One -- The Raptors are not a good enough team to take any opponent lightly. This is a team that will only win by outworking the opponent, and it was very apparent which of the two teams was more focused. Even though the Pistons were playing the second night of a back-to-back on the road, they played with all-out effort from start to finish. It was as if the Raptors somehow thought they could suddenly turn on a switch in the fourth quarter and put the annoying Pistons to bed. Newsflash, the Raptors aren't that far above the Pistons, so taking an arrogant approach wasn't smart and it left them with yet another regrettable loss.
Two -- This was their worst defensive performance of the season. The Pistons had managed just 78 points on Friday, yet dropped 127 on the Raptors who at no point looked to have any of it under control. Detroit's first basket was a layup by Isaiah Stewart, who managed to slip undetected behind the defence despite being the largest man out of 20,000 in Scotiabank Arena, and that was one of nine point-blank layups he got on the night. The Raptors didn't fare much better against the Pistons' wing scorers, who were all able to get downhill and pressure the paint and either get to the line, or kick out to shooters. There wasn't one specific weakness to point to, only a general lack of communication and execution from the Raptors.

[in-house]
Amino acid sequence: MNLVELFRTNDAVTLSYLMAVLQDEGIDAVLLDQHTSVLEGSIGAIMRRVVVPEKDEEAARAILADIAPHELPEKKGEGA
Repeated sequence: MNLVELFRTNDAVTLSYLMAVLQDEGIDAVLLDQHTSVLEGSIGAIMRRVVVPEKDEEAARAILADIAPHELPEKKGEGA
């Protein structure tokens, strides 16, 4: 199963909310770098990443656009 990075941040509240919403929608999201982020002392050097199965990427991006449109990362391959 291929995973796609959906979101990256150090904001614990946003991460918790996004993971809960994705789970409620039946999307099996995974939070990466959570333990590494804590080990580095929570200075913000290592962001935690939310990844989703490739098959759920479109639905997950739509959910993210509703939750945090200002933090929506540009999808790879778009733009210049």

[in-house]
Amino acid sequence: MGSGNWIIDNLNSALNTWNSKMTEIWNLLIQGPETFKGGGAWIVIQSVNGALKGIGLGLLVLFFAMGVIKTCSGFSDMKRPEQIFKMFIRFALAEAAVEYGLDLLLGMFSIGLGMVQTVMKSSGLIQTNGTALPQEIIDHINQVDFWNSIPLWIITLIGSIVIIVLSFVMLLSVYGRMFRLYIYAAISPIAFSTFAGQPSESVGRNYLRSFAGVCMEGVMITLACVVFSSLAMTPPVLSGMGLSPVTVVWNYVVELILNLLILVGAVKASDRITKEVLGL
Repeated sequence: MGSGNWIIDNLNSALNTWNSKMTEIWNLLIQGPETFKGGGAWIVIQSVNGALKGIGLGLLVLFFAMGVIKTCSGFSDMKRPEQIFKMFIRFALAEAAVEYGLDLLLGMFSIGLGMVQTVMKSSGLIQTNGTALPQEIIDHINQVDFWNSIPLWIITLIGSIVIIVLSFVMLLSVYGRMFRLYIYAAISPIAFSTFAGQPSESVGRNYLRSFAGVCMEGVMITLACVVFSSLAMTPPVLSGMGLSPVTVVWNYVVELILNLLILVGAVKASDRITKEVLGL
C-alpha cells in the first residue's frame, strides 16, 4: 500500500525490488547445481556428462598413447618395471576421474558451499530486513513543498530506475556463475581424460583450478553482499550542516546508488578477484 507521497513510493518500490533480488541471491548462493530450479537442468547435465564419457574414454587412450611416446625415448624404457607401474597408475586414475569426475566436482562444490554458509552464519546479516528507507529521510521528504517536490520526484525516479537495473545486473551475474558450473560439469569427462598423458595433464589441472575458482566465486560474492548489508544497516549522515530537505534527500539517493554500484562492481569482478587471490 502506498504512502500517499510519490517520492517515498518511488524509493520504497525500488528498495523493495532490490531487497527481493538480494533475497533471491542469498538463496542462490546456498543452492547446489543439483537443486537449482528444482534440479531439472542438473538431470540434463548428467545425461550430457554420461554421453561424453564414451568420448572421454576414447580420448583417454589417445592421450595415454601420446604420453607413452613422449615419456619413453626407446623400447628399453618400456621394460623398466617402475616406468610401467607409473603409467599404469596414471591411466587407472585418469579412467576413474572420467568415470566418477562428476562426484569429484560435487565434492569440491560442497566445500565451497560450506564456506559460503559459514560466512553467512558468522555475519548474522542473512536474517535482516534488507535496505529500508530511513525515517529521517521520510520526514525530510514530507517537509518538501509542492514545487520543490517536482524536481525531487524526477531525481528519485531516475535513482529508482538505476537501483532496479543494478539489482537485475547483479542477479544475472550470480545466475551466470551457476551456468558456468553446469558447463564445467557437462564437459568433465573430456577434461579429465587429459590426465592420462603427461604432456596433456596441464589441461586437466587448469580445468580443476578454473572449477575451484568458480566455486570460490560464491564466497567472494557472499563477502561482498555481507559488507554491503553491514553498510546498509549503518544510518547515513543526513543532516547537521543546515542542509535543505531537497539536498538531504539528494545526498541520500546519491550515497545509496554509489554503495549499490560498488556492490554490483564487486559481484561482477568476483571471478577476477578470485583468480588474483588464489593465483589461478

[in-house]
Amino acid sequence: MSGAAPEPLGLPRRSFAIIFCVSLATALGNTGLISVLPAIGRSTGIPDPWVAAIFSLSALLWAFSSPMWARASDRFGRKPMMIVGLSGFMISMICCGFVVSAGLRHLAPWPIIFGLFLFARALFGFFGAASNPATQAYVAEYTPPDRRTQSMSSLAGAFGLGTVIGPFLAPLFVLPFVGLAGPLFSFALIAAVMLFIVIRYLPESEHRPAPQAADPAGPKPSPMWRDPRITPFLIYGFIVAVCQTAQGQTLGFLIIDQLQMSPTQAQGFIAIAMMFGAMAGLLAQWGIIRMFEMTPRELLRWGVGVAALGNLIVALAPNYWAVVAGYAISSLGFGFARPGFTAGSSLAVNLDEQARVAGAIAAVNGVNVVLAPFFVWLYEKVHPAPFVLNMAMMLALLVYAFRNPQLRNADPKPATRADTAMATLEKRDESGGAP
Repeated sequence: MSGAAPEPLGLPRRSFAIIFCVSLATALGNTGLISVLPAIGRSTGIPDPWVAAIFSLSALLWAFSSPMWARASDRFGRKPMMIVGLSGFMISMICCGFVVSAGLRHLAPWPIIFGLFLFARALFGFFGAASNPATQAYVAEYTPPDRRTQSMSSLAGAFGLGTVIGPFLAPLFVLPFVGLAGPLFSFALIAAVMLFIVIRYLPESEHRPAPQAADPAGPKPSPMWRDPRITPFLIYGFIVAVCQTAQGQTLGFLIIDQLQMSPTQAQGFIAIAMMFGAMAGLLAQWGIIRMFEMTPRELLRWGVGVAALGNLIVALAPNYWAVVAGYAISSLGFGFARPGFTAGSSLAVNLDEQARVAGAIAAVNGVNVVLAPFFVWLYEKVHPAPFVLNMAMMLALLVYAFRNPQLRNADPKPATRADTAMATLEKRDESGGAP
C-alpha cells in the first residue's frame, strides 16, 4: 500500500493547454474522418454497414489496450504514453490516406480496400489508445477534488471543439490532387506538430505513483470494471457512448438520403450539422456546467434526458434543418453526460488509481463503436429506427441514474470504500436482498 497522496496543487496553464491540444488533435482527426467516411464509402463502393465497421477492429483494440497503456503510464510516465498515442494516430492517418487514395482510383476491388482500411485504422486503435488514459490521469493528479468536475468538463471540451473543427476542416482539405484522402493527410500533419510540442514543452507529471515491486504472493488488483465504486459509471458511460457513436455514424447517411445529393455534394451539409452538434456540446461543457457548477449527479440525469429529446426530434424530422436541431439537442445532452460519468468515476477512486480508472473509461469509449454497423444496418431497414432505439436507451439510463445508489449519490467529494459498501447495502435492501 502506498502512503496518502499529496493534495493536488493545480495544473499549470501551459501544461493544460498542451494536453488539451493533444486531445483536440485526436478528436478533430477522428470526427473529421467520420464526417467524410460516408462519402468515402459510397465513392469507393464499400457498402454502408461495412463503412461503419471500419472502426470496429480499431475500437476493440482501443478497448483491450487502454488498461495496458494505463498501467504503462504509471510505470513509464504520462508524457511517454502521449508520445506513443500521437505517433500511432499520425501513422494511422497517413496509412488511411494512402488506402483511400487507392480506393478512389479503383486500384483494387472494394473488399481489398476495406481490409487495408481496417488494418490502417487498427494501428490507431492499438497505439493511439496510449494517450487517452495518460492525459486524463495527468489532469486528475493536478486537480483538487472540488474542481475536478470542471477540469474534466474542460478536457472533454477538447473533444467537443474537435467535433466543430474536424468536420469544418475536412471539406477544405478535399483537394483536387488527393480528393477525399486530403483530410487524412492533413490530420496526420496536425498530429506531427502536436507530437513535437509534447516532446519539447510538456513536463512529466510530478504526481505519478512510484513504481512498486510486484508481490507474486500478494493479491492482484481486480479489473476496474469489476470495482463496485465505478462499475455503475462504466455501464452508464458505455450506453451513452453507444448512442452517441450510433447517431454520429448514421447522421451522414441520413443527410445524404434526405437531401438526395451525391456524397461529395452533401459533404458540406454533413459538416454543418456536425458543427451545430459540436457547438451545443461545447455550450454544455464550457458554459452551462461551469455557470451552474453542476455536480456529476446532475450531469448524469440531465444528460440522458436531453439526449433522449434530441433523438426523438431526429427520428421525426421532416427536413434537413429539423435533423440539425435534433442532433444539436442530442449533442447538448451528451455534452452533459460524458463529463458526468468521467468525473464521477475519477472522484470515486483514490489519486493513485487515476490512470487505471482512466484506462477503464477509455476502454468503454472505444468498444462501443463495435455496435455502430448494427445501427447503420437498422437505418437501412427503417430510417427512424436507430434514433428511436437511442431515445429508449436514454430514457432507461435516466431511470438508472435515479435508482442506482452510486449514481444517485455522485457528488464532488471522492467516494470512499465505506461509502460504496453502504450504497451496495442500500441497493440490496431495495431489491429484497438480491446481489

Three -- The fourth quarter was a comedy of errors. The Raptors didn't have a single possession in the first six minutes where they correctly executed their defence, making mistake after mistake while the Pistons took the lead by simply making the extra pass and knocking down the open shot. It was clear from how the Raptors moved that there was a lack of communication, as there were so many possessions where two players tagged the same cutter, and the end result was always three points for the Pistons. Nick Nurse didn't help matters by trying out a zone defence, which only gave an easier way for the Pistons to get open from deep. And while the Raptors did finally have it under control for a short three-minute stretch, the Pistons had so much confidence by the end that their one-on-one scorers were able to take over and close out the win.